03 Jan Skokie family wins gift of organization
SKOKIE — Even with a $25,000 gift certain to get their new year off to a badly needed organized start, the Lancasters are careful to keep the “Me Monster” away.
That’s what Jason and Melissa Lancaster of Skokie sometimes call the impulse to focus on oneself — wanting “stuff” when there are so many people in the world who need a loving home. These parents have imparted the “Me Monster lesson” to their children — four biological, one internationally adopted and one from a local foster home.
More internationally adopted children are likely on the way; the Lancaster family, now with children ranging in age from 2 to 14, will soon get larger.
“We love kids, and we love to love kids, but we often have a hard time keeping all their necessities organized,” Jason Lancaster wrote. “Soon and very soon we are going to welcome more internationally adopted children into our home. Once the paperwork clears, up to three more children will join in the fun and love. It is a blast, but it also makes for an organizational nightmare.”
That explanation was part of Lancaster’s essay submitted to Closets By Design, which offered a $25,000 “Holidays By Design” home makeover to the winner.
The Lancaster family was that winner, initially among the dozens that submitted a photo of their disorganized home and an essay making a case for the gift.
“The laundry piles are enormously high,” Jason Lancaster wrote. “It’s like climbing a mountain. And where do we put all the food?”
Jason Lancaster is a pastor at Evanston Bible Fellowship Church while Melissa is a stay-at-home mom caring for her six children and Teddy, the family’s affectionate pet.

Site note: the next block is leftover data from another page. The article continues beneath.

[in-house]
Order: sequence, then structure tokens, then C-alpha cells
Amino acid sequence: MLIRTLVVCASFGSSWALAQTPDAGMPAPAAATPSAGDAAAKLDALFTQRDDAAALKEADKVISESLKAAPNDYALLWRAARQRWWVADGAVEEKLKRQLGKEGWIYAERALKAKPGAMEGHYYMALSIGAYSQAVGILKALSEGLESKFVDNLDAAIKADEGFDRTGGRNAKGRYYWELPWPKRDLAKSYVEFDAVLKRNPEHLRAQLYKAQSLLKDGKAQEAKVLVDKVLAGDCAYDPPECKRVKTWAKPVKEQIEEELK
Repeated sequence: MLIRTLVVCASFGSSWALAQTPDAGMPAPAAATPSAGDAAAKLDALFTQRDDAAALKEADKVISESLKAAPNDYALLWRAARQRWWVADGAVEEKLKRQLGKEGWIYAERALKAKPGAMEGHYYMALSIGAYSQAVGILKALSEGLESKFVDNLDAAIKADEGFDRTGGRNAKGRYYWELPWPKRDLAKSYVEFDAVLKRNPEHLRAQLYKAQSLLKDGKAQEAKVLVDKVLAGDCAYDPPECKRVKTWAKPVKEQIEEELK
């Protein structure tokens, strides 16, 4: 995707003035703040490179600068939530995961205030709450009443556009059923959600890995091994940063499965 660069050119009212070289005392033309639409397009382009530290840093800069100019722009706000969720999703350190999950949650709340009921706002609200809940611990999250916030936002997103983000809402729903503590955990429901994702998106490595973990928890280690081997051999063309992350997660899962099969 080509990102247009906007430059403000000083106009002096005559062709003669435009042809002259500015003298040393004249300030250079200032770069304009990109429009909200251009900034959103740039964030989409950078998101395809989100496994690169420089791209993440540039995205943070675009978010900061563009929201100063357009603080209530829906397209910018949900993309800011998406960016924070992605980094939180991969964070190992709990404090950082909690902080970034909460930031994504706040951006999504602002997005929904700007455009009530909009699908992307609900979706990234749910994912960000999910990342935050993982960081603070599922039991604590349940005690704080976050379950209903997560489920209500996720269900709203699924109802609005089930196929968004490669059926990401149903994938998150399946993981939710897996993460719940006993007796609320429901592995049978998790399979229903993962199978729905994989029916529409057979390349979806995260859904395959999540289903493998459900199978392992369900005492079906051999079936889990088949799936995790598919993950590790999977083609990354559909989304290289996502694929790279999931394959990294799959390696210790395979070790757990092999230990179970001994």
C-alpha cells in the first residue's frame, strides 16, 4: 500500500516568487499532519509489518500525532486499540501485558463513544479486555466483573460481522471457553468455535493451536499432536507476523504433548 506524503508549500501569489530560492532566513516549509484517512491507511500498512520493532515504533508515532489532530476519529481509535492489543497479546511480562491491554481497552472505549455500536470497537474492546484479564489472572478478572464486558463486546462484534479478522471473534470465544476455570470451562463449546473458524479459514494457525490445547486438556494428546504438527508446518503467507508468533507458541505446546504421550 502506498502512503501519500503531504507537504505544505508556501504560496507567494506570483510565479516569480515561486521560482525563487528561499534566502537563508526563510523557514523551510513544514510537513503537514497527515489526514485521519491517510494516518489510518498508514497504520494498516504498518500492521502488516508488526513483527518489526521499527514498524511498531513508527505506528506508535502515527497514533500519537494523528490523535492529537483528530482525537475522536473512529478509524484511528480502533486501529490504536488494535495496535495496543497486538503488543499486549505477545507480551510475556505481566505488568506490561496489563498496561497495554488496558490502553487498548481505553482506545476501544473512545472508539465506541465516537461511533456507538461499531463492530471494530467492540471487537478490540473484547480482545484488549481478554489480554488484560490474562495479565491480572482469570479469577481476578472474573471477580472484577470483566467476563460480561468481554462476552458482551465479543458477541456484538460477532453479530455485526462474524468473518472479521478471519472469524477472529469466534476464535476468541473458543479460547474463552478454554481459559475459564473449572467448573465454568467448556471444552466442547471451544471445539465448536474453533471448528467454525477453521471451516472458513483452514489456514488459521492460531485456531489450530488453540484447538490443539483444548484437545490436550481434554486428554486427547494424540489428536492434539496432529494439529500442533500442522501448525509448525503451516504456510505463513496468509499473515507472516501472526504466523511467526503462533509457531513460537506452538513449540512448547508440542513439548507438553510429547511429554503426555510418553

“I thought we’d never have a dog,” Melissa said. “I swore we never would, but one of our children had sleeping issues and along came Teddy.”
Then again, Melissa also thought that she was done having kids after their four biological ones were born.
“I had given away the baby stuff, I wasn’t going to have more kids, we were not going to have dogs,” she said, smiling. “God tipped everything upside down.”
One changing factor, the Lancasters say, was learning more about international sex trafficking of children. Children in orphanages are especially vulnerable.
On a Sunday night, Jason and a friend became frustrated — tired of just sending in money to help the cause. They vowed to do more and Melissa was on board by the next morning.
Jason Lancaster notes there are 140 to 160 million orphans in the world, though not all of them adoptable.
“But many of them are,” Jason said. “We’re nobody’s hero. This is the way God was encouraging us. We just want to do what we can do.”
Along with a burgeoning family has come more clothes to wash and food to store. Jason’s essay specifically referenced the laundry/food/utility room and called that catch-all venue “one big mess.”
“My system just kind of blew up,” Melissa said. “I didn’t want to complain that I had too many kids because I wanted to be doing this. But I felt my hands were tied.”
The entire family welcomes the outside help.
“I’m really happy because our house isn’t so organized sometimes,” said Elijah Lancaster, 12, the oldest child.
Closets By Design spent three December days at the Lancaster home. By the end of the first day, the family had double the kitchen storage space. Other reorganized space included the laundry and furnace rooms, master closets, the kitchen, the foyer and more.
“We usually don’t do whole house systems,” said worker Barry Ano of Closets By Design. “It’s unique for us to be working on so much of a house.”
It’s more unique for the Lancasters. They already felt blessed, but now they are blessed in a new way.
“I never won anything before,” Jason said.
“We feel like it’s a direct gift from God to give us exactly what we need to do this and to continue to do this,” Melissa said.
by Mike Isaacs
Originally posted in the Post-Tribune | January 3, 2013